Monday, 5 December 2011

The blank canvas syndrome

This article was first published in "Frequency Magazine" – December 2011.

Writers have blank page issues and painters may encounter the blank canvas syndrome: a dry spell where we lose the energy to paint, the appetite for creating or the habit of drawing. We become too busy with our life or feel in a rut, making again and again the same painting.

A period of rest from the easel is not a bad thing if it’s not for too long. I find pauses necessary to incubate ideas or assimilate new explored territory. However, there is a risk that you break your good habit of creating daily. One way to take a break without really stopping is to explore a different medium or a new technique.

If you have stopped painting for some times and you feel down because of it, the best way out is not to ask yourself “why?” but just to take small steps to get back into it. Artists are “makers” and it’s by making that we find again our artist way. Here are five suggestions to end a dry spell:

1. Start small: do a small sketch or a small study in oil, watercolour or acrylic. It will only take you ten minutes to an hour – not much time really. The main obstacle is often to get started and if you tell yourself “I am just going to make a small study, nothing much really”, your brain stops worrying about it and you passed the first hurdle.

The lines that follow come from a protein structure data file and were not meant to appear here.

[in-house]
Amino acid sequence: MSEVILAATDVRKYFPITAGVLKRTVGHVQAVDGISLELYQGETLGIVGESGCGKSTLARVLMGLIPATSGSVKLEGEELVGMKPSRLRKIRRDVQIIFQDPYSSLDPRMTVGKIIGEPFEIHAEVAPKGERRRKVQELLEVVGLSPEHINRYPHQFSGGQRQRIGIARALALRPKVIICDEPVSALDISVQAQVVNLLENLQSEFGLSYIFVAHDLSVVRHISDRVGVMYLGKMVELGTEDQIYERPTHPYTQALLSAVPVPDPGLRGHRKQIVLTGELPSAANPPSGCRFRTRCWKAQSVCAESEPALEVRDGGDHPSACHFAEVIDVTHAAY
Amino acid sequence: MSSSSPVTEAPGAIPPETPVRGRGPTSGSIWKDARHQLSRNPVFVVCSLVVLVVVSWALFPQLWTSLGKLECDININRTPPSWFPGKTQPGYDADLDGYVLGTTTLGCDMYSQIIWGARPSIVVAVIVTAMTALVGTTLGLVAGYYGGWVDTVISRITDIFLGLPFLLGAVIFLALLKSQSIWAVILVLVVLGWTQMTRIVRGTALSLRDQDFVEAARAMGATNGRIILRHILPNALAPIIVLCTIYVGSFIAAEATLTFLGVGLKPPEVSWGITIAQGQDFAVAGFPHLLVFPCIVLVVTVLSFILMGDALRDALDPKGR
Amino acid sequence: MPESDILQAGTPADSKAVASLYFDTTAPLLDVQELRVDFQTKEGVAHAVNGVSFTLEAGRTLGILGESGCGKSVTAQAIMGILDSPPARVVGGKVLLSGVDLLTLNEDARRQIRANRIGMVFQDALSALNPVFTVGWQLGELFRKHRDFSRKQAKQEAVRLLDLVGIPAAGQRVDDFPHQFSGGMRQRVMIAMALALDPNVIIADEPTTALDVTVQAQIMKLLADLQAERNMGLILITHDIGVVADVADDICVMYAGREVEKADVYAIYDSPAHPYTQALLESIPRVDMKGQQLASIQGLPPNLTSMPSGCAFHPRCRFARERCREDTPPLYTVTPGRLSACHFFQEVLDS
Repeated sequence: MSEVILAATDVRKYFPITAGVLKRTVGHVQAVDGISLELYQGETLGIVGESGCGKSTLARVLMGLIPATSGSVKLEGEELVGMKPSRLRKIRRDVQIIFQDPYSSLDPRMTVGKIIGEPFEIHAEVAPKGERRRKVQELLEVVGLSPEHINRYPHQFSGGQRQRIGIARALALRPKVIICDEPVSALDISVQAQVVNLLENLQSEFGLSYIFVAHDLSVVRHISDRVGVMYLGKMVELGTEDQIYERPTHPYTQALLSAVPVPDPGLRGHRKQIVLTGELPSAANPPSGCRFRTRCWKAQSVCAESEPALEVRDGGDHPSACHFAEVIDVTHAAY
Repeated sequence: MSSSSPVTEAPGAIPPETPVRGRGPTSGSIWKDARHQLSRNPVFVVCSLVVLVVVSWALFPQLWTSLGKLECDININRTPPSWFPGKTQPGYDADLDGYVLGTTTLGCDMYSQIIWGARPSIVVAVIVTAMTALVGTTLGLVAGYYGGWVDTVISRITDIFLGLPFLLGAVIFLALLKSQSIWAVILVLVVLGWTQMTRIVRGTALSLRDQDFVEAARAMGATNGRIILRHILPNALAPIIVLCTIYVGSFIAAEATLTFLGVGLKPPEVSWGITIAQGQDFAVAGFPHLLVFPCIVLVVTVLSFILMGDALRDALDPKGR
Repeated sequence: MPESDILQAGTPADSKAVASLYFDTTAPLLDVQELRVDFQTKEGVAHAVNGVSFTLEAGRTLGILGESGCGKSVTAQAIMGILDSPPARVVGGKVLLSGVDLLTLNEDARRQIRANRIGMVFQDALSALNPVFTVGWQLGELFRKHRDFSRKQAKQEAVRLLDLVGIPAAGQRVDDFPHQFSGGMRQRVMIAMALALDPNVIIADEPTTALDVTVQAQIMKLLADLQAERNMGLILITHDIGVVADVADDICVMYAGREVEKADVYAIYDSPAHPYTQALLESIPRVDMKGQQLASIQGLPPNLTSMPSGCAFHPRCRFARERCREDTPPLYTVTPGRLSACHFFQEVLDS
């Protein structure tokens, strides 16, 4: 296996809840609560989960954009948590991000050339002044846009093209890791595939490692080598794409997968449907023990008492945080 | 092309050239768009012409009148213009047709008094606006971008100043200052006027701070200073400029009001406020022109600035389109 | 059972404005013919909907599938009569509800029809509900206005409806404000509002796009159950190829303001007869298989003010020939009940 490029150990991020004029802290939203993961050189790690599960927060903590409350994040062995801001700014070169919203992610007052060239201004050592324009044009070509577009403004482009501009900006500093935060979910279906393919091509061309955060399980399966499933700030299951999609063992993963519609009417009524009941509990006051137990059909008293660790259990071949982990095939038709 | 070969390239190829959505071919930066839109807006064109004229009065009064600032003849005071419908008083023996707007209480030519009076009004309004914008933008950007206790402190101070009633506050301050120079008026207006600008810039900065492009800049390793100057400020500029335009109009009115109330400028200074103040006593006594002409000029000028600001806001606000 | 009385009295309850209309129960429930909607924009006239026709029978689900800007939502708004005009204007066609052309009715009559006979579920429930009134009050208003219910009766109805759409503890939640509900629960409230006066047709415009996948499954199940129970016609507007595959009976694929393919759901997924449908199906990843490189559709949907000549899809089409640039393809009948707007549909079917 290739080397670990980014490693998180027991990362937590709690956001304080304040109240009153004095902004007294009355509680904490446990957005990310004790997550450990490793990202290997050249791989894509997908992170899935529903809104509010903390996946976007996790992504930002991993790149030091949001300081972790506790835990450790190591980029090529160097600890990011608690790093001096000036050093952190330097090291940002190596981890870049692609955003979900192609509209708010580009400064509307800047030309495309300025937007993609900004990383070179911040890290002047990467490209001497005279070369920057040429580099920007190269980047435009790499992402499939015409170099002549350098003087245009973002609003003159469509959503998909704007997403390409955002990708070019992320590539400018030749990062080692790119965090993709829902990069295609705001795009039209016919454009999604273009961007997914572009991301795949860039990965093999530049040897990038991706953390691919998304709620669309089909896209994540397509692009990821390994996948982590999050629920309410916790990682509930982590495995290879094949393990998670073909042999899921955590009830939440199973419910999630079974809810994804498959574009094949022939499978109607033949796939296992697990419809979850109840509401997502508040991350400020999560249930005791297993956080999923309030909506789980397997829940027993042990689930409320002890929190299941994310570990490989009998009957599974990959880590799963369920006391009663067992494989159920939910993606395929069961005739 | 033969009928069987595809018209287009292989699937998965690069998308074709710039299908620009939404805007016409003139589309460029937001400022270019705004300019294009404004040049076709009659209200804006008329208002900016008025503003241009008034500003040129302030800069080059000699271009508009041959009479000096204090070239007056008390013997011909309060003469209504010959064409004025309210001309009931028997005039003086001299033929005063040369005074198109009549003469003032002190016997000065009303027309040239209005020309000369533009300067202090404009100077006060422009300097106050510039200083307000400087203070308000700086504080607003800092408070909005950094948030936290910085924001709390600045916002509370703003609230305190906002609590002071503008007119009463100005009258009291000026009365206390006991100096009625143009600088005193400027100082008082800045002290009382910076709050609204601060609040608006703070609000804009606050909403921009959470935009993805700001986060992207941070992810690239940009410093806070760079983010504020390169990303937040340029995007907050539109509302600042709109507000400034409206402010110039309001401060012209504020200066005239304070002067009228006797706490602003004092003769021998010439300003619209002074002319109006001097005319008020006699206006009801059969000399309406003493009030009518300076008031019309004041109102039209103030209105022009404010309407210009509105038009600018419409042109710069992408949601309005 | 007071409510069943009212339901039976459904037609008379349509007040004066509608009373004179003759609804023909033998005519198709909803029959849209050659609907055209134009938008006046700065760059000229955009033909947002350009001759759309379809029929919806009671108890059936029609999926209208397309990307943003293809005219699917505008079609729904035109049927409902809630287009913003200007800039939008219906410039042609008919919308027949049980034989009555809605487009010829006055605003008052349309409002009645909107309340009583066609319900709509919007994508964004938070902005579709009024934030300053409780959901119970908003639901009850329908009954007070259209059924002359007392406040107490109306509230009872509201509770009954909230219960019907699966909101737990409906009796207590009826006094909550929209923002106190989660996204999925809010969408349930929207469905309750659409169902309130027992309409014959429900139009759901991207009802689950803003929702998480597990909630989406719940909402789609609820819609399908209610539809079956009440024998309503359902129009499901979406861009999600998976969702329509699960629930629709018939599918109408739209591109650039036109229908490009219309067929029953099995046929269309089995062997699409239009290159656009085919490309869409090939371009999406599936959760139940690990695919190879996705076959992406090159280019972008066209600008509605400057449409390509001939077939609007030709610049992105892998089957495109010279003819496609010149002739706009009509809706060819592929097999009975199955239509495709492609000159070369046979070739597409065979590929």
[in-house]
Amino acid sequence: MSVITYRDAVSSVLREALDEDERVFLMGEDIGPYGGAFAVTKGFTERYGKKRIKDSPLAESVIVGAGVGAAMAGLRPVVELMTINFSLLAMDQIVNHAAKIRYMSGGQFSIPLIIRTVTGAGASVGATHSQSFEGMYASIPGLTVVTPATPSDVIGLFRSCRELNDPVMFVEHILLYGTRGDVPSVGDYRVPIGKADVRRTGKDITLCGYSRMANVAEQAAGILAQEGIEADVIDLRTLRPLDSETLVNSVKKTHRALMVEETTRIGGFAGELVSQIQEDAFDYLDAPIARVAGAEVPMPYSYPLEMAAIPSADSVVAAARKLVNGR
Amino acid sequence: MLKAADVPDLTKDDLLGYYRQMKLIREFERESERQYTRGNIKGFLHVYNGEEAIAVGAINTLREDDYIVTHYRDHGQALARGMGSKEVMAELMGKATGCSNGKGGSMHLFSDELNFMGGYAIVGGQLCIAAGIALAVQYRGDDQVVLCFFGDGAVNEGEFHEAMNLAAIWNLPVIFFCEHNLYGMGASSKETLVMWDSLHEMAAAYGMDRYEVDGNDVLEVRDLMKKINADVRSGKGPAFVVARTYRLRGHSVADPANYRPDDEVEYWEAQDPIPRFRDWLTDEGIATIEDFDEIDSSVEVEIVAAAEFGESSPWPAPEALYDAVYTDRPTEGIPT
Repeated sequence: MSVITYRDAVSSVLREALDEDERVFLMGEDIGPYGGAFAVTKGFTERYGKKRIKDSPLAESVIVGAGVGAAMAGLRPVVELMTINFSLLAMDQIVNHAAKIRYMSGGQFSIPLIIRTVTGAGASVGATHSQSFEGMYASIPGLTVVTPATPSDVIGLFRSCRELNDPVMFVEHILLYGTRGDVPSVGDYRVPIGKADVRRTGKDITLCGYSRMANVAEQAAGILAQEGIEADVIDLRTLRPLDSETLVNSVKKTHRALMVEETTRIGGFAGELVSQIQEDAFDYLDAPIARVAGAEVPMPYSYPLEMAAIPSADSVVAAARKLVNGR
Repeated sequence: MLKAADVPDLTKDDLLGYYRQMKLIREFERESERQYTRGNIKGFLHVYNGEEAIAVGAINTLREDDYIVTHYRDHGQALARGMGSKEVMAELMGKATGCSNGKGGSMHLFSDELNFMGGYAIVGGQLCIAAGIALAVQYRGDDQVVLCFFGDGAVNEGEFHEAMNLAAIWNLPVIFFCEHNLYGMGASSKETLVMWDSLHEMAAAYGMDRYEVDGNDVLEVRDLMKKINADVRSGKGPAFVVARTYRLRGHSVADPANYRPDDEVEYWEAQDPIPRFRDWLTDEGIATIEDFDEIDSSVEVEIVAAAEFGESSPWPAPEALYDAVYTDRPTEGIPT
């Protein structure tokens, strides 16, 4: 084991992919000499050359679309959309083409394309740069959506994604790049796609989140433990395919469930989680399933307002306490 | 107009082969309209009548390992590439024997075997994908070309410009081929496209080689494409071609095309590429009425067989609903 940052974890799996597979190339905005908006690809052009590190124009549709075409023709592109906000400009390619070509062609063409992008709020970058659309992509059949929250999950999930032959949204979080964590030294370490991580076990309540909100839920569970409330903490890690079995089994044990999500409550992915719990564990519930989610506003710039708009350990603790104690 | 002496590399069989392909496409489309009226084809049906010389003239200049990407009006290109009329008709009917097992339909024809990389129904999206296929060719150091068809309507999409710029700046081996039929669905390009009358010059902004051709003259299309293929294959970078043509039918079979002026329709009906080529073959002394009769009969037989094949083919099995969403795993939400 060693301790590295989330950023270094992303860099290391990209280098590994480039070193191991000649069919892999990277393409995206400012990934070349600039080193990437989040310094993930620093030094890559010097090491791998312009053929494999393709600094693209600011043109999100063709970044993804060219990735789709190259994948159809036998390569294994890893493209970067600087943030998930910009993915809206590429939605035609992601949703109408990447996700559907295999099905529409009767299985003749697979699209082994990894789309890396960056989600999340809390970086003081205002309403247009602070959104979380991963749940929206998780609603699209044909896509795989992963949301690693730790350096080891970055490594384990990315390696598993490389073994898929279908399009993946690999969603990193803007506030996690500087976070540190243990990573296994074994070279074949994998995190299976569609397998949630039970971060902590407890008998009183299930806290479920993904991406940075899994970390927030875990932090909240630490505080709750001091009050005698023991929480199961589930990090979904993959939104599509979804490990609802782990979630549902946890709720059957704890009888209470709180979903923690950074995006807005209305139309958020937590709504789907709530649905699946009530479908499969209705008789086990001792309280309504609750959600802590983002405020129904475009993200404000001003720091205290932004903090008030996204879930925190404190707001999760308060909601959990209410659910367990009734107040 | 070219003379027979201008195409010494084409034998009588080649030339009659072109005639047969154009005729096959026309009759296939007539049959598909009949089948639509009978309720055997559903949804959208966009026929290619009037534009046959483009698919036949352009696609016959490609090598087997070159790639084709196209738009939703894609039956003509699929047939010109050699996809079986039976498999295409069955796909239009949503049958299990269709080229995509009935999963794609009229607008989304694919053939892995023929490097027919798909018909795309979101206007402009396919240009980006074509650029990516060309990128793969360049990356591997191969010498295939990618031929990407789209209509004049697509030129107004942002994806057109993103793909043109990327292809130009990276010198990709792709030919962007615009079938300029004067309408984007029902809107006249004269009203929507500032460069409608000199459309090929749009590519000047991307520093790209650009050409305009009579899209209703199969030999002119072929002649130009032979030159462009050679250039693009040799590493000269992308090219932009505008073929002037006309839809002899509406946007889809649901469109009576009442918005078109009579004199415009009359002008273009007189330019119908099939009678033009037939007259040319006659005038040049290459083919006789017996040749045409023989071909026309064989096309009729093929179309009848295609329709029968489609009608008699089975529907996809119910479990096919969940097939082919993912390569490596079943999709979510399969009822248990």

2. Go plein-air. Painting plein-air (i.e. on location) offers a different sensation. As you are outside of your house, distractions will not get on your way. As you go on your painting expedition, you carve out painting time in your schedule. The change of scenery is also good for your morale and feed your inspiration.

3. Visit a museum or an art gallery. Looking at art always gives me the urge to paint. Seeing art works “in the flesh” is different from browsing mere reproductions. You can see the texture and feel the touch of the artist.

4. Read art books and art magazines. Read widely: artists’ biographies or correspondence, artists’ writings, art instructions books and articles. Read for 30 minutes and then start a small work.

5. Consult your idea file. If you don’t have an idea file, it’s a good time to start one. I have a notebook that I carry around and make notes of ideas for future paintings. It can be anything from subject matters, a particular location where I could paint on site, a quick thumbnail of a composition or a possible title for a future piece. Going through your old paintings may also prove a valuable exercise, by bringing you ideas on where you want to go next.

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